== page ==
Frequently Asked Questions
Please read this before inquiring about adopting a dog!
Q: How much does it cost to adopt a dog?
A: We ask for a minimum donation of $175 for senior dogs (>10 years old), $250 for adult dogs (1-10 years old), and $325 for puppies (6 months -1 years). Unaltered puppies, under the age of 6 months will require an addition $50 deposit that will be returned upon proof of spay/neuter.
Q: Are the dogs spayed/neutered and up to date on shots?
A: Yes, all of our adult dogs are spayed/neutered and up to date on shots. In some cases you may be adopting a dog shortly before their most recent boosters are due and will need to get the dog shots soon upon adopting.
Q: Does this dog have any health problems?
A: All of our dogs are given a general physical health assessment by a vet and any known issues are treated before the dog is adopted out. If we have a dog with a chronic problem (arthritis, cataracts, etc) we will notify you of the dog's issues before adoption. Unless we have reason to suspect other underlying health issues, they are not given special blood testing, x-rays, etc. We have dental work done on dogs who have dental problems, but not regular cleanings. Keep in mind that many of these dogs are the products of poor breeding or care early in life, and even the best pure bred dogs are subject to genetic health issues and other problems as they age. We always advise adopters to get their new family member seen by a vet as soon as possible to get a baseline health assessment.
Q: What is your adoption process?
A: Download and fill out an adoption application available at www.arcticrescue.com. Upon reviewing your application, and contacting your references/landlord, we will set up a home visit and time for you to meet the dog. You must become an approved adopter prior to being allowed to adopt a dog. We are not a shelter or pet store, you cannot come by and pick out a dog to take home in the span of a few hours. We have this process in an effort to ensure that our dogs are going to loving forever homes who are willing to work with any problems the dog might have. We do not adopt dogs as outdoor only dogs.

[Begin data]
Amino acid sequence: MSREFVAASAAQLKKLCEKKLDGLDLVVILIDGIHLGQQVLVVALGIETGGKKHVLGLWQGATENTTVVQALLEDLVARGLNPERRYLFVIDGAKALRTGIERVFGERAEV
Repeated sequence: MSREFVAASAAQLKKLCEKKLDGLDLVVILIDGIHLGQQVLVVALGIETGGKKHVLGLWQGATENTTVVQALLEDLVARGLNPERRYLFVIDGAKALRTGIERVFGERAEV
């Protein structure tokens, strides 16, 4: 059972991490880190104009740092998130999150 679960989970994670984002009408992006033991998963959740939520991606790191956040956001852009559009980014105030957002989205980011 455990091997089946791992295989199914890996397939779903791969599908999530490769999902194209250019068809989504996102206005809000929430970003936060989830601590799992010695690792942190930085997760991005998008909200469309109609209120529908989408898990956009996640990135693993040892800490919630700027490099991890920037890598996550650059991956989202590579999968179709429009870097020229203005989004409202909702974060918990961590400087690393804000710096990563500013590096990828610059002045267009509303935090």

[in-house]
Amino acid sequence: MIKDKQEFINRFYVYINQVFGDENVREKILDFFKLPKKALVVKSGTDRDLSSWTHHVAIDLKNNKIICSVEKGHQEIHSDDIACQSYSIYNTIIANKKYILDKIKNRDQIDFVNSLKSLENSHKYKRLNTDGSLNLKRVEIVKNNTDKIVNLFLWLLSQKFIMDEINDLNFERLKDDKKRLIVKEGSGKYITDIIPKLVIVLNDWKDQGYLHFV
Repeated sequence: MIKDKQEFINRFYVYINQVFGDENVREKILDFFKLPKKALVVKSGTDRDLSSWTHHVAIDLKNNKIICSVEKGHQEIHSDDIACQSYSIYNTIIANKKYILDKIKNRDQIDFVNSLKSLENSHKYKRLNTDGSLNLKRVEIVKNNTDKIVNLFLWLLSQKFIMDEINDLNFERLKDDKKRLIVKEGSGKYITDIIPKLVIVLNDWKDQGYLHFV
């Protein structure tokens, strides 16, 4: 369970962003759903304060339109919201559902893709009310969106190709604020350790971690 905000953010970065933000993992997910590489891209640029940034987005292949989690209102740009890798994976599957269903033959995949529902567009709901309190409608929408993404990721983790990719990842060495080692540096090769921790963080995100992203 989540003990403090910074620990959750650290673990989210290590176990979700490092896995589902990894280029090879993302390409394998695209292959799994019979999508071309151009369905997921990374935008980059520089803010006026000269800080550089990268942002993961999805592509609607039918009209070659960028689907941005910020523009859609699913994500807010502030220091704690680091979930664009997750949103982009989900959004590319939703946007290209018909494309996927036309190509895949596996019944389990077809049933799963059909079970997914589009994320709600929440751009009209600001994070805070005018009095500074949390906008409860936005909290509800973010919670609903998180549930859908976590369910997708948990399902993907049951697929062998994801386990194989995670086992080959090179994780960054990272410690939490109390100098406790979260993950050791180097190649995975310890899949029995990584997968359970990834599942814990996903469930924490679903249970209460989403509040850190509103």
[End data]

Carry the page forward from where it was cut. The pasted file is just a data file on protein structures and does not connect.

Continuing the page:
Q: Where are your dogs located?
A: This is the FAQ for Arctic Rescue Southwest. All of our dogs are located in Alamogordo NM. We are an extension of, and work closely with Arctic Rescue (based in Utah).
Q: Will you transport a dog to me?
A: No, we have limited resources that are better used tending to the needs of the dogs. You are responsible for coming to meet/pick up/ transport the adopted dog to your home. Transport may be available for approved Utah adopters on a case by case basis.
Q: If I don't have a fence can I adopt a dog?
A: Yes, so long as you understand the energy/exercise requirements of this breed of dog. Some of our dogs are escape artists and do better in a home where they are never outside off leash (even in a fenced area). More important than having a fence, is having a secure fence that the dog cannot escape from if it is left unattended for any period of time.
Q: If I live out of state can I adopt a dog?
A: Yes, provided you become an approved adopter. Keep in mind that you are responsible for providing transportation for the dog. In the case of multiple applications for the same dog, if all applicants are qualified for the dog, preferance will be given to the in-state applicant. If you live in the state of Utah, we recommend that you view Arctic Rescue's adoptable dogs, before attempting to adopt one of ours. Their dogs can be seen at www.arcticrescue.com/adopt-a-dog/our-dogs. No matter the state you are in, we recommend you check with your local shelters and rescues before looking for a dog out of state.
Q: Why are your adoption fees so high? I can adopt a dog from the pound for way less.
A: Yes you can adopt a dog from the pound for less. The local pound/animal shelter is subsidized by the city, we are not. Our rescue is privately funded and we rely on donations from the public to keep operating. Much of our funding to continue providing medical care, food, shelter, exercise, etc. comes from our adoption fees. In addition, our dogs get much more individualized attention, and in general, we can provide you with a better fit based on what we know and have observed about our dogs.